Violations of Department of Natural Resources (DNR) Hunting and Fishing regulations in Michigan can result in many costly penalties:

  1. Most of these offenses are misdemeanors (low level crimes) that carry the potential for a jail sentence.     Upon conviction a Judge can also impose a period of probation, with conditions that may impact your ability to live your life in the manner you want.  The Judge has wide discretion to consider probationary conditions, such as community service, drug/alcohol testing, educational classes, inability to travel outside the State of Michigan, etc.
  2. For professions that require professional licensure or a security clearance, the ramifications of a conviction are very serious.   Some professional licensing boards require the disclosure of any criminal conviction, which can lead to discipline.  Many federal jobs, especially jobs requiring a security clearance, require a clean criminal history.  Most DNR violations are misdemeanor criminal offenses.  In our data driven society you should assume that a background search will likely reveal an arrest and conviction history.

Whenever there is a unjust conviction in State of Michigan Courts, one of the questions that the Defendant and his or her family members raise is concerning the performance of defense counsel.  Establishing that the defense lawyer made a mistake is not dispositive that an injustice occurred.  Every trial may contain some amount of error.  The court system recognizes that lawyers are human, and do not always try the perfect case.  The issue to address is the degree of error that occurred.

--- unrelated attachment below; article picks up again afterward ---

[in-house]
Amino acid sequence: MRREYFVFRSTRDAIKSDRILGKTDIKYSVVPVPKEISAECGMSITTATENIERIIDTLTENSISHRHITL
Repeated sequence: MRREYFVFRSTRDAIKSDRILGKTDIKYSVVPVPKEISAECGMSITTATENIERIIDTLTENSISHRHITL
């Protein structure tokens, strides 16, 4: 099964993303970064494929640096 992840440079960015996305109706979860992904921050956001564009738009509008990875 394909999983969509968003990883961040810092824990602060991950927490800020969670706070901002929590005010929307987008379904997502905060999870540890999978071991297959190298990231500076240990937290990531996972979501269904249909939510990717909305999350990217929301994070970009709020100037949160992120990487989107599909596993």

The question of the existence of “ineffective assistance of counsel” can be a complex question.  In People v. Armstrong, 490 Mich 281 (2011), the burden in Michigan is placed on the Defendant to show that defense counsel’s performance fell below an objective standard of reasonableness.  Part of the consideration is to show that but for the deficient legal representation, a different result would have been reasonably probable.  The mere possibility of a potential different verdict or outcome is insufficient.  According to Harrington v. Richter, 562 US 86 (2011), the probability of a different outcome need only be “sufficient to undermine confidence in the outcome”.

What is an objective standard of reasonableness?  No two cases are alike.  When it comes to appellate proceedings or motions for relief from judgment, of course the transcripts of the previous court proceedings are paramount to the discussion.  However, sometimes all of the answers to the lawyer’s performance are not part of the court record.  For example, what if the Defendant provided his or her lawyer with an alibi witness who was never interviewed, listed on an alibi witness list, referenced during the trial, and/or called to testify at trial?  How will a Court know if the record is silent to the error committed?